Stabilization/solidification is suitable as a permanent remedial measure for hazardous waste sites whenever the performance standards fulfill regulatory requirements and public expectations. The acceptability of performance standards is a function of the compliance points selected for the site, the test methods specified to evaluate the performance of the stabilized waste, and the analytical procedures (models) used to relate test data to performance standards at the compliance points.
Performance standards derive from natural resource or health risk assessments and from the identification and analysis of regulatory requirements. Performance standards also include the minimal acceptable engineering and geotechnical properties of the stabilized waste. The compliance points are the locations where and frequencies when monitoring occurs. Test methods range from fully peer reviewed and approved to nonstandard. Data acquired with approved methods is easier to defend. Nonstandard test methods may address more directly site-specific requirements. Analytical models are used frequently to interpret data. Models range from simple (for example, multiplication by unity) to complex.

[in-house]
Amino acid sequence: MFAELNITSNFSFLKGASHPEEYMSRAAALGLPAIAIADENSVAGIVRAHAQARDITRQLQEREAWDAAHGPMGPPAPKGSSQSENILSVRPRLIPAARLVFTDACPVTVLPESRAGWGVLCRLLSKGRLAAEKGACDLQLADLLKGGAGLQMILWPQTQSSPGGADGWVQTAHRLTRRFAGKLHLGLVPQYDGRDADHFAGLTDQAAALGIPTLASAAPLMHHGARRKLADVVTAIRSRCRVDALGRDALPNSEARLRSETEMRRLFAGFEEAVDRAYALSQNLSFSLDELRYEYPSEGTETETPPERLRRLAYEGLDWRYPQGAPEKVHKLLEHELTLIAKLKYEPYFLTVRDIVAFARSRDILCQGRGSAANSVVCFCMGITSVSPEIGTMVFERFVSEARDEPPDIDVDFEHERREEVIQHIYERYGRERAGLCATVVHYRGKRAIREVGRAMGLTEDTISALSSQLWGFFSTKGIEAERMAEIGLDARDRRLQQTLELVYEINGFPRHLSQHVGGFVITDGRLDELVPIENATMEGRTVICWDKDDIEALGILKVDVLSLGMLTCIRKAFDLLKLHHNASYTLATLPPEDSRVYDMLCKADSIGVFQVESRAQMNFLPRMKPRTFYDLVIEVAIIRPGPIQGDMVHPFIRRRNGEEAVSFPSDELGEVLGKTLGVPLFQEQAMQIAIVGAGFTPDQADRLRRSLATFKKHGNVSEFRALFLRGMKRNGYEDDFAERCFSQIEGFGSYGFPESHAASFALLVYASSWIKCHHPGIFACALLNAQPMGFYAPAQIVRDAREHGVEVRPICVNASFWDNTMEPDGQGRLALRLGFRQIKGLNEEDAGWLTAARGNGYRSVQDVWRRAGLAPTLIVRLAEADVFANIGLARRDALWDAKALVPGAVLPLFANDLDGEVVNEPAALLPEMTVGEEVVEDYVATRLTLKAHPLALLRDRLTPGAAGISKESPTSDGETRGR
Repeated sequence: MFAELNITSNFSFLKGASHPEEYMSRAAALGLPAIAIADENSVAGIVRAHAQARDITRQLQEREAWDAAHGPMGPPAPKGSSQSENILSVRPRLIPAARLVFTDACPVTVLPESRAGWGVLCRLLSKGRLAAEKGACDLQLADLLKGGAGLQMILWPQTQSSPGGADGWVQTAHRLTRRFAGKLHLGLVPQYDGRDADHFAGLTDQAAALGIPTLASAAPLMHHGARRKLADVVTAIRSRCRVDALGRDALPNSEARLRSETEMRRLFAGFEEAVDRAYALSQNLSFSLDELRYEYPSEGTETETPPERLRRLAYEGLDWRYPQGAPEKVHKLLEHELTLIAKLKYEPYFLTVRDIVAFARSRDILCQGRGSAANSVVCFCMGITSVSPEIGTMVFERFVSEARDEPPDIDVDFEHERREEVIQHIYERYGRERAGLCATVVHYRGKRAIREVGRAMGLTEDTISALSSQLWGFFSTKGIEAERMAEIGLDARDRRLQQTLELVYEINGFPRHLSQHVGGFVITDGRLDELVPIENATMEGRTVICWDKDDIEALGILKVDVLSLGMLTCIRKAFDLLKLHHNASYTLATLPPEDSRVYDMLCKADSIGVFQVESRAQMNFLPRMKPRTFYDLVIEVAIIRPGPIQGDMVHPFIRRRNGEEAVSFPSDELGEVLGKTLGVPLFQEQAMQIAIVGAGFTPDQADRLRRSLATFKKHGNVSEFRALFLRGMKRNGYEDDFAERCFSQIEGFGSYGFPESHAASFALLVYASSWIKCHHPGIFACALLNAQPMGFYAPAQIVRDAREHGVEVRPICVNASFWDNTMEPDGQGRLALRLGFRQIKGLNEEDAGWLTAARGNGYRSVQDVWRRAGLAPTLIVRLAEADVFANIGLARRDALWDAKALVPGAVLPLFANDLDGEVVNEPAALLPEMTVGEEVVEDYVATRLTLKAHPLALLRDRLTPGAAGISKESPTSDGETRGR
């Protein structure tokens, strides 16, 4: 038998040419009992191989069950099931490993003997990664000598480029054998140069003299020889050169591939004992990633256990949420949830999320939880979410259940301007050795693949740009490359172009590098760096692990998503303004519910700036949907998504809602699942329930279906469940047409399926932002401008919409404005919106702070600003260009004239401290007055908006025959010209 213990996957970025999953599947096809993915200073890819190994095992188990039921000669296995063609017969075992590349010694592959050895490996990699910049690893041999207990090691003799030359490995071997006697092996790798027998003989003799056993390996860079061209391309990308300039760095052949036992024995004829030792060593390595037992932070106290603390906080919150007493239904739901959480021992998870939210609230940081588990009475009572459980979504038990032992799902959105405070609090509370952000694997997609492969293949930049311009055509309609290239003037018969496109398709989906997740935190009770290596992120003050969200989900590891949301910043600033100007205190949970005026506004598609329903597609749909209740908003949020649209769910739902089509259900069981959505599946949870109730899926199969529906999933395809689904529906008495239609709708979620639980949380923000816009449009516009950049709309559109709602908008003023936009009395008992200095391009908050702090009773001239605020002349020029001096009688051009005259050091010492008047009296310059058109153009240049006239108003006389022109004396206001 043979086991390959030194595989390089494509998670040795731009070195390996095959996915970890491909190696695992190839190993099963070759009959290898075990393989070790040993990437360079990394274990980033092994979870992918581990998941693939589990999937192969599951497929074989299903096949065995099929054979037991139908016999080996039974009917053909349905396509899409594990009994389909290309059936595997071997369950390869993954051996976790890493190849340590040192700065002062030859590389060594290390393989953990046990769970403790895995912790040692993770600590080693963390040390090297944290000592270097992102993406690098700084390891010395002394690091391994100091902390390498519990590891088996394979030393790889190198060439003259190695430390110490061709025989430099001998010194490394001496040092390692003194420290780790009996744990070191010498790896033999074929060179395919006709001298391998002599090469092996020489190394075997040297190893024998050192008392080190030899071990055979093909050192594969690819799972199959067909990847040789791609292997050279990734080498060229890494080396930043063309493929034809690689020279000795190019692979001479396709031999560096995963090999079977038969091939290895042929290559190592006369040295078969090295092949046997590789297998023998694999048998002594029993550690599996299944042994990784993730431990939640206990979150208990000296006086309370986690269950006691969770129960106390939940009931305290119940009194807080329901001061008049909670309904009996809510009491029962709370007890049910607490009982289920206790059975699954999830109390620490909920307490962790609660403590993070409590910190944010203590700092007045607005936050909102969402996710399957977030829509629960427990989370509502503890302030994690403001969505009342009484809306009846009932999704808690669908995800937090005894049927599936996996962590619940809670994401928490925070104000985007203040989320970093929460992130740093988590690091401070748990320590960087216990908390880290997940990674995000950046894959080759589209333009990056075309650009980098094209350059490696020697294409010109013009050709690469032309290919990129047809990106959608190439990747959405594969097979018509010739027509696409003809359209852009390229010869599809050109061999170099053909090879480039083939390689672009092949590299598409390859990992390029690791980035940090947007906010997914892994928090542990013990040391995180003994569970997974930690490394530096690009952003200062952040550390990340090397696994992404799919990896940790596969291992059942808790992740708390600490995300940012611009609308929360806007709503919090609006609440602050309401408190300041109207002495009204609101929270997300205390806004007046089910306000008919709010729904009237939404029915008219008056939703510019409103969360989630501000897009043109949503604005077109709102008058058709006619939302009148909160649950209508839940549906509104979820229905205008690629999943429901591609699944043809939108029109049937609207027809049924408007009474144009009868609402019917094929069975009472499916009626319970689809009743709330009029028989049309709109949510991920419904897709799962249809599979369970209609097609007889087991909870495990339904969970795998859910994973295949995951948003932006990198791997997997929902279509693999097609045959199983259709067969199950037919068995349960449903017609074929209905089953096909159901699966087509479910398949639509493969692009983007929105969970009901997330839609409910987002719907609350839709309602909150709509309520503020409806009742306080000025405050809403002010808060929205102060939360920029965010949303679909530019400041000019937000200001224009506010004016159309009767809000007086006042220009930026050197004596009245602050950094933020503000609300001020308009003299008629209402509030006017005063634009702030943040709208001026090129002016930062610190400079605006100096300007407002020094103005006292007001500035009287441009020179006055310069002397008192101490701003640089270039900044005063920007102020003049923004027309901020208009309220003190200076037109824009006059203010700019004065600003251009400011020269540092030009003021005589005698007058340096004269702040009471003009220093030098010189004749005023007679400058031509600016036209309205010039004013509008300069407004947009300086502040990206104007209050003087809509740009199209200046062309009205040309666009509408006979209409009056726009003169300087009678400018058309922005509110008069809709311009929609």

Issues related to the regulatory and public acceptance of stabilization or solidification performance standards are discussed.